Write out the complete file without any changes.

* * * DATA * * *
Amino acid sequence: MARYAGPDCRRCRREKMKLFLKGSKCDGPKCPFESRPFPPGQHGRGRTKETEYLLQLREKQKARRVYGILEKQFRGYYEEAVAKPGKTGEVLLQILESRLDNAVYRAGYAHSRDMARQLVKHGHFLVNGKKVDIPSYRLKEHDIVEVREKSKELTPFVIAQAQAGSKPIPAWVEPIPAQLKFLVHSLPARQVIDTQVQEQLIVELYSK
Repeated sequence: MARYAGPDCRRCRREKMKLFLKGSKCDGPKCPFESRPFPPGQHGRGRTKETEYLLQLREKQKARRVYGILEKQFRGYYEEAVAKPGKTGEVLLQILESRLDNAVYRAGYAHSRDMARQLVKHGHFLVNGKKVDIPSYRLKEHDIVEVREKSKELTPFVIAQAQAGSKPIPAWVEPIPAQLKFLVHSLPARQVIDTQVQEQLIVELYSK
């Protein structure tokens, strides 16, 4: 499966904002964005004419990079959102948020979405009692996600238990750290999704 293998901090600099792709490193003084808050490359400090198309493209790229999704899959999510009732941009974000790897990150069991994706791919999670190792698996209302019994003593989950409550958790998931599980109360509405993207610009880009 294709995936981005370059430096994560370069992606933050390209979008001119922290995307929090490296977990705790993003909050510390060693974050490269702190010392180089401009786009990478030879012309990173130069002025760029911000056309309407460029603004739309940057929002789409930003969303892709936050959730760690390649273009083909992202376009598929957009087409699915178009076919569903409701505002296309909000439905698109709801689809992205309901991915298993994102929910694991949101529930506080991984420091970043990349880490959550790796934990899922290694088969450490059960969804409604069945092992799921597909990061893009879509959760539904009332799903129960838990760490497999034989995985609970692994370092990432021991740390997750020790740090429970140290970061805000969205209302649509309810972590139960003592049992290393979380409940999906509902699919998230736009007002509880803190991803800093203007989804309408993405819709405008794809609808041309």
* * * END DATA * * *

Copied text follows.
Amino acid sequence: MARYAGPDCRRCRREKMKLFLKGSKCDGPKCPFESRPFPPGQHGRGRTKETEYLLQLREKQKARRVYGILEKQFRGYYEEAVAKPGKTGEVLLQILESRLDNAVYRAGYAHSRDMARQLVKHGHFLVNGKKVDIPSYRLKEHDIVEVREKSKELTPFVIAQAQAGSKPIPAWVEPIPAQLKFLVHSLPARQVIDTQVQEQLIVELYSK
Repeated sequence: MARYAGPDCRRCRREKMKLFLKGSKCDGPKCPFESRPFPPGQHGRGRTKETEYLLQLREKQKARRVYGILEKQFRGYYEEAVAKPGKTGEVLLQILESRLDNAVYRAGYAHSRDMARQLVKHGHFLVNGKKVDIPSYRLKEHDIVEVREKSKELTPFVIAQAQAGSKPIPAWVEPIPAQLKFLVHSLPARQVIDTQVQEQLIVELYSK
């Protein structure tokens, strides 16, 4: 499966904002964005004419990079959102948020979405009692996600238990750290999704 293998901090600099792709490193003084808050490359400090198309493209790229999704899959999510009732941009974000790897990150069991994706791919999670190792698996209302019994003593989950409550958790998931599980109360509405993207610009880009 294709995936981005370059430096994560370069992606933050390209979008001119922290995307929090490296977990705790993003909050510390060693974050490269702190010392180089401009786009990478030879012309990173130069002025760029911000056309309407460029603004739309940057929002789409930003969303892709936050959730760690390649273009083909992202376009598929957009087409699915178009076919569903409701505002296309909000439905698109709801689809992205309901991915298993994102929910694991949101529930506080991984420091970043990349880490959550790796934990899922290694088969450490059960969804409604069945092992799921597909990061893009879509959760539904009332799903129960838990760490497999034989995985609970692994370092990432021991740390997750020790740090429970140290970061805000969205209302649509309810972590139960003592049992290393979380409940999906509902699919998230736009007002509880803190991803800093203007989804309408993405819709405008794809609808041309």